Thomond Bridge tragedy inspired Cork students to create lifesaving innovation

Thomond Bridge tragedy inspired Cork students to create lifesaving innovation

Students at Cork Institute of Technology (CIT), who were inspired by a double workplace tragedy, have won a top innovation award for inventing a lifesaving device to prevent workers from getting trapped underwater and drowning, writes Eoin English.

The students said they hope their HydroFLOcean device will ensure the tragedy in Limerick last year can never happen again.

TJ O’Herlihy and Bryan Whelan died after their work platform collapsed as they were carrying out maintenance works on Thomond Bridge and plunged into the River Shannon in August 2015.

They were unable to free themselves from their harnesses and they drowned still tethered to the platform.

The new HydroFLOcean (H-FLO) device has been designed to separate the user from a work platform when it is submerged in water.

It is attached to the worker’s harness on one side and to the safety cable connecting to the maintenance platform on the other. It uses the same inflation device used in life jackets to activate a gas canister once it hits water.

The canister fires and uses pressure to force a pin out, causing the device to split in two, which in turn separates the user from the sinking platform.

The lifesaving potential of the device helped the team win the Irish leg of the 2016 James Dyson Award.

Eight CIT students — seven engineering and one business — developed the concept and built a working prototype.

Project manager Arran Coughlan, 27, from Mahon in Cork City, who oversaw the team of Shane O’Driscoll, Gerard O’Connell, Kelly Lane, George O’Rourke, John Harrington, Jason Shorten, and Kacey Mealy, said they were driven to act in the wake of the Limerick tragedy.

“It had only happened a couple of weeks before college started back, so it was pretty fresh in our minds. We were tasked with coming up with an innovative device, and it all took off from there,” he said.

They built a prototype in the engineering workshop at CIT, and have put it through rigorous testing.

They now hope to find new markets where the technology can be applied — they believe it could save lives in the automotive and marine industries, particularly offshore oil rigging.

Thomond Bridge tragedy inspired Cork students to create lifesaving innovation

The device has seen the team win the CIT 2016 prize for innovation and the prestigious Cruickshank Intellectual Property Attorneys award.

They now go forward to compete against teams from 22 counties for the overall James Dyson Award, and the top prize of €35,000.

Dyson engineers will announce the finalists this month, and the overall winner will be selected and announced by James Dyson on October 27.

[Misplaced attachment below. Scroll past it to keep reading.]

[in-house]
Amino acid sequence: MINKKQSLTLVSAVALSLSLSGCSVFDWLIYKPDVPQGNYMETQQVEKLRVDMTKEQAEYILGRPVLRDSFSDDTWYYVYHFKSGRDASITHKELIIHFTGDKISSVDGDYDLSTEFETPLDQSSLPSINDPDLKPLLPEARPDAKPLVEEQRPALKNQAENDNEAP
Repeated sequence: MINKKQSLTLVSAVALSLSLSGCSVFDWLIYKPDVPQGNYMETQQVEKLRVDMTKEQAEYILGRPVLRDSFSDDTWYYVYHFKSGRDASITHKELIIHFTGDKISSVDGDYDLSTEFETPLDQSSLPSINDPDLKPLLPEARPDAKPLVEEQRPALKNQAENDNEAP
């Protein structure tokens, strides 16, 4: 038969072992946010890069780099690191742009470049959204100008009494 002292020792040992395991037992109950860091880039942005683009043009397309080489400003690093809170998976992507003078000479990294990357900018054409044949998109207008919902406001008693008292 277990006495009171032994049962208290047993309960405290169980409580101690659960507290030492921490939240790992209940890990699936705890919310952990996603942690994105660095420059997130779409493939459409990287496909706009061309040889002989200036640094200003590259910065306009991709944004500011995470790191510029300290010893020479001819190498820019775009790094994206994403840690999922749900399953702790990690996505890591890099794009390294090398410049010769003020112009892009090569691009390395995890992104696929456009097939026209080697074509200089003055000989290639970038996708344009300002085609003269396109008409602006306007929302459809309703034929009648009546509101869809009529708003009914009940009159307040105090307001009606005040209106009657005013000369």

Mr Dyson, who made his fortune from the vacuum cleaner which bears his name, founded the awards scheme to find young people who could change the world through engineering.

Four other inventions in the mix

Four other Irish student inventions have been shortlisted for the international stage of the James Dyson competition.

Mark Boda, from UL, has invented the OmniDryer, which uses 60 times less electricity than a standard dryer and is almost silent.

Matthew Gaughran, from DIT, has invented the SI personal alert and emergency alarm watch which allows users to send a text message alert for help.

Fellow DIT student, Greg Butler, has invented Orb Induction, a three-shelve station which uses induction to power mobile phone cases, which can then be used to power mobiles.

Philip Campion, also from DIT, has invented Infinite Charge, a gyroscopic portable energy-harvesting charger for mobile phones.

This story first appeared in the

Read More:
Irish Examiner.

More in this Section

Book of evidence prepared against member of gardaíBook of evidence prepared against member of gardaí

Woman's hotel stay in Cork ends in arrest after teacups and glasses thrown at the wallWoman's hotel stay in Cork ends in arrest after teacups and glasses thrown at the wall

Teen wrapped chain around knuckles for assaultTeen wrapped chain around knuckles for assault

Virgin Media staff vote 'overwhelmingly' for industrial action over job cutsVirgin Media staff vote 'overwhelmingly' for industrial action over job cuts


As David Attenborough announces new series on plants, we run down some of the weird and wonderful vegetation he might include.11 bizarre plant species from around the world

The weather’s always going to be a key factor on any wedding day — but especially so when the bride works for Met Éireann, writes Eve Kelliher.Wedding of the week: Bride and groom are literally on cloud nine

My wife and I are in our fifties and she has just started using porn. She thinks it will enhance our sex life if we watch it together, but I find the idea a total turn-off.Suzi Godson's Sex Advice: My wife wants us to watch porn together?

As you probably have heard by now, changes to the rules concerning gift vouchers in Ireland came into effect earlier this month, giving consumers more rights when it comes to these popular items.Making Cents: Play your cards right when giving gift vouchers this Christmas

More From The Irish Examiner